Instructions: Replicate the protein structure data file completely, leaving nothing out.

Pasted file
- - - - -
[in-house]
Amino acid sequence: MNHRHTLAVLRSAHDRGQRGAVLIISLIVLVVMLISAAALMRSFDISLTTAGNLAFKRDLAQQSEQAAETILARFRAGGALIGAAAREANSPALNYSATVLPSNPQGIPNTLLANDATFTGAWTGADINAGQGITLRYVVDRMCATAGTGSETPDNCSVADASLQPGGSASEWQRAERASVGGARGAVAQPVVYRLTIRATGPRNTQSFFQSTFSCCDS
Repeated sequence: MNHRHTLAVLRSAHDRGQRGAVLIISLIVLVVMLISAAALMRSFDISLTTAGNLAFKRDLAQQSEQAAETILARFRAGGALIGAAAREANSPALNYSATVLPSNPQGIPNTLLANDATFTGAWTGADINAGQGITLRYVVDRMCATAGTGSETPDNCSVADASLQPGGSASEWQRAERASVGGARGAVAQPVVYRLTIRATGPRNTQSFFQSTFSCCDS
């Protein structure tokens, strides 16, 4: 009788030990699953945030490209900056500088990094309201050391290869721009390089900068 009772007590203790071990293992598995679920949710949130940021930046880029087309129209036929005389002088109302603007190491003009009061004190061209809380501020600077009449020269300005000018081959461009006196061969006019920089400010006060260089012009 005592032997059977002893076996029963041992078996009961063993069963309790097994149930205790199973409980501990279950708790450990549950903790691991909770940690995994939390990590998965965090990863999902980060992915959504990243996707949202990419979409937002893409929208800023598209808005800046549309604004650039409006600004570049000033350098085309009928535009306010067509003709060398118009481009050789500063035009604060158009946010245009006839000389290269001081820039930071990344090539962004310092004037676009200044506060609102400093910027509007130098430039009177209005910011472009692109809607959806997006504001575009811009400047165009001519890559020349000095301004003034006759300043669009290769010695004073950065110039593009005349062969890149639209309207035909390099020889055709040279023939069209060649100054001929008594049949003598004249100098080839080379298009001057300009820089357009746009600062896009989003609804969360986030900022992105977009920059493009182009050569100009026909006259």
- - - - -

[in-house]
Amino acid sequence: MNHRHTLAVLRSAHDRGQRGAVLIISLIVLVVMLISAAALMRSFDISLTTAGNLAFKRDLAQQSEQAAETILARFRAGGALIGAAAREANSPALNYSATVLPSNPQGIPNTLLANDATFTGAWTGADINAGQGITLRYVVDRMCATAGTGSETPDNCSVADASLQPGGSASEWQRAERASVGGARGAVAQPVVYRLTIRATGPRNTQSFFQSTFSCCDS
Repeated sequence: MNHRHTLAVLRSAHDRGQRGAVLIISLIVLVVMLISAAALMRSFDISLTTAGNLAFKRDLAQQSEQAAETILARFRAGGALIGAAAREANSPALNYSATVLPSNPQGIPNTLLANDATFTGAWTGADINAGQGITLRYVVDRMCATAGTGSETPDNCSVADASLQPGGSASEWQRAERASVGGARGAVAQPVVYRLTIRATGPRNTQSFFQSTFSCCDS
């Protein structure tokens, strides 16, 4: 009788030990699953945030490209900056500088990094309201050391290869721009390089900068 009772007590203790071990293992598995679920949710949130940021930046880029087309129209036929005389002088109302603007190491003009009061004190061209809380501020600077009449020269300005000018081959461009006196061969006019920089400010006060260089012009 005592032997059977002893076996029963041992078996009961063993069963309790097994149930205790199973409980501990279950708790450990549950903790691991909770940690995994939390990590998965965090990863999902980060992915959504990243996707949202990419979409937002893409929208800023598209808005800046549309604004650039409006600004570049000033350098085309009928535009306010067509003709060398118009481009050789500063035009604060158009946010245009006839000389290269001081820039930071990344090539962004310092004037676009200044506060609102400093910027509007130098430039009177209005910011472009692109809607959806997006504001575009811009400047165009001519890559020349000095301004003034006759300043669009290769010695004073950065110039593009005349062969890149639209309207035909390099020889055709040279023939069209060649100054001929008594049949003598004249100098080839080379298009001057300009820089357009746009600062896009989003609804969360986030900022992105977009920059493009182009050569100009026909006259």